‘Hitting a six at the SCG is a proud achievement for sure, considering I haven’t even got one for Dubbo yet!’
“To be honest, it’s going brilliantly so far. I’d say it took me a few weeks to get into my stride, definitely. But once I did, I’ve started taking a lot of wickets over here now, and I’m averaging just over 50 (runs per game) at the moment.
“I’ve been lucky enough to be selected to play for the Dubbo Representative squad, which is what you’d call the district team in the UK.
“I did well for them and also got to play for the Western Zone select in a big cricket carnival last month, against other regional select teams, and ended up that tournament as leading wicket taker as well which was a big honour.”
Williams’ excellent form even led to a call-up to represent the Orana Outlaws at the fabled 46,000-seat Sydney Cricket Ground for the regional Big Bash T20 competition in early December, getting 23 runs and taking three wickets in the semi-final before coming up short in the final.
“Hitting a six at the SCG is a proud achievement for sure, one I’d never thought I’d manage to achieve considering I haven’t even got one for Dubbo yet!”
He’s doing so well in fact, that he only missed out on a chance to represent the New South Wales country team, the finest talent in NSW excluding players that are based in Sydney, which he calls “the equivalent of playing first-class in England”, on a technicality, having played a first-class game back in the UK earlier this year which ruled him ineligible for selection.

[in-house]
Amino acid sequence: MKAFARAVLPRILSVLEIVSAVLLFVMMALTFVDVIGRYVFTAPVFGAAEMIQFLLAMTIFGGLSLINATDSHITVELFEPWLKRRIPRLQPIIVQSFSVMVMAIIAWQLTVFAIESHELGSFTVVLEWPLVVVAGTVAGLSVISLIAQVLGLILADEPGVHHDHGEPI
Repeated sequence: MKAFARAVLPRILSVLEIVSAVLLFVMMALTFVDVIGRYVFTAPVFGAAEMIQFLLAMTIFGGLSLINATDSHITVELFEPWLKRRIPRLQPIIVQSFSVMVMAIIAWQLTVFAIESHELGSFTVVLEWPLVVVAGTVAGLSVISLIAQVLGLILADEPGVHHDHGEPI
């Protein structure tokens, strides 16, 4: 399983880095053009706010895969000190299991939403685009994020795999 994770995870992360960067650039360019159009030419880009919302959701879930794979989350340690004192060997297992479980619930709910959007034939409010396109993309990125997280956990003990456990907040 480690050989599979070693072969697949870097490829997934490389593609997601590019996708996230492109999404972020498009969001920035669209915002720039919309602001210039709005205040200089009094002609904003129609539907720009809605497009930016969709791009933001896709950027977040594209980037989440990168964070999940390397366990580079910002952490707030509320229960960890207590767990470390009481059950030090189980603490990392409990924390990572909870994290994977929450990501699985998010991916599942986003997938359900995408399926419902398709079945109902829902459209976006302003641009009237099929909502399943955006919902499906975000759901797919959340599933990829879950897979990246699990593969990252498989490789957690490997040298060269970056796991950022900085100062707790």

“That was a bit gutting, but overall it’s going really well, touch wood.”
But no matter how well he does, Williams’ intention is only to remain in Australia until the British summer time, when he plans to seek out a county side that can provide him the chance that Worcestershire failed to.
“The circumstances of me getting my scholarship to play cricket at Durham Uni just never really worked out with Worcestershire,” he said.
“I was only able to be around for half the year, and I think that hampered me a bit, I never really got the chance to showcase my full abilities there.”
“Come January time, I’m going to be sending off application forms to different counties and trying to find a new club, because I feel like I never got the best opportunities at the county I’ve been at.
‘”As long as I keep performing then hopefully more opportunities will arise when I get back to England’
“I’m getting a bit older now, but I still think I’ve got a few years in me to try and get a full-time professional contract somewhere. But I do feel like I need to be getting on with that now as I’m learning my game better and improving all the time.”
Of course nobody really knows for sure what the future holds, but with Gloucestershire off-spinner Jack Taylor recently receiving a 12-month ban as a result of an illegal bowling action, perhaps Williams’ next step could land him much closer to home.
And after uprooting to Australia, Williams certainly has no qualms about where he ends up once he returns to England.
“Ideally it’d be somewhere a bit closer to home, in Gloucestershire, but if a team on the other side of the country get back to me then I’d be on the move again. All that depends on how I perform out here.
“As long as I keep performing then hopefully more opportunities will arise when I get back to England.”
Darrel is on Twitter @DarrelW95